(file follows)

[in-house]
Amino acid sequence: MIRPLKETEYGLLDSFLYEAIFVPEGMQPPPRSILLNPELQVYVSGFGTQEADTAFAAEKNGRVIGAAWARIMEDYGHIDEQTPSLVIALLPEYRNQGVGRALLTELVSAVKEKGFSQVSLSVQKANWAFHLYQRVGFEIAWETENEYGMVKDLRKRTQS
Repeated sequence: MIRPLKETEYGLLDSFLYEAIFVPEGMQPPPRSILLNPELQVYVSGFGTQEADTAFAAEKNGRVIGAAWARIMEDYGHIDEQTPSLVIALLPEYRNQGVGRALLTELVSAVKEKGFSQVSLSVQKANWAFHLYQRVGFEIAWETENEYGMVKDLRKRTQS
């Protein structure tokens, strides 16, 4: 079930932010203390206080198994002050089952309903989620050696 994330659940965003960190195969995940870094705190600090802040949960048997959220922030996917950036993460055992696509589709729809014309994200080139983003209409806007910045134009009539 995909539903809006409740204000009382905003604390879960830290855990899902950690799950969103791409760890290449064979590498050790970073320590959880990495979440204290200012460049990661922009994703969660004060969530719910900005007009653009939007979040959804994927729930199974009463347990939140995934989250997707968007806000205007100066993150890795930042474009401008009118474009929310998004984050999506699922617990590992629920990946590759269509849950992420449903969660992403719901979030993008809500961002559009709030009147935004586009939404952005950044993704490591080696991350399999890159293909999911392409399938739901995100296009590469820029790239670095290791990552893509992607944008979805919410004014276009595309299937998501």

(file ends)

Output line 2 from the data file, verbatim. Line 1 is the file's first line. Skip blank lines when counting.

Amino acid sequence: MIRPLKETEYGLLDSFLYEAIFVPEGMQPPPRSILLNPELQVYVSGFGTQEADTAFAAEKNGRVIGAAWARIMEDYGHIDEQTPSLVIALLPEYRNQGVGRALLTELVSAVKEKGFSQVSLSVQKANWAFHLYQRVGFEIAWETENEYGMVKDLRKRTQS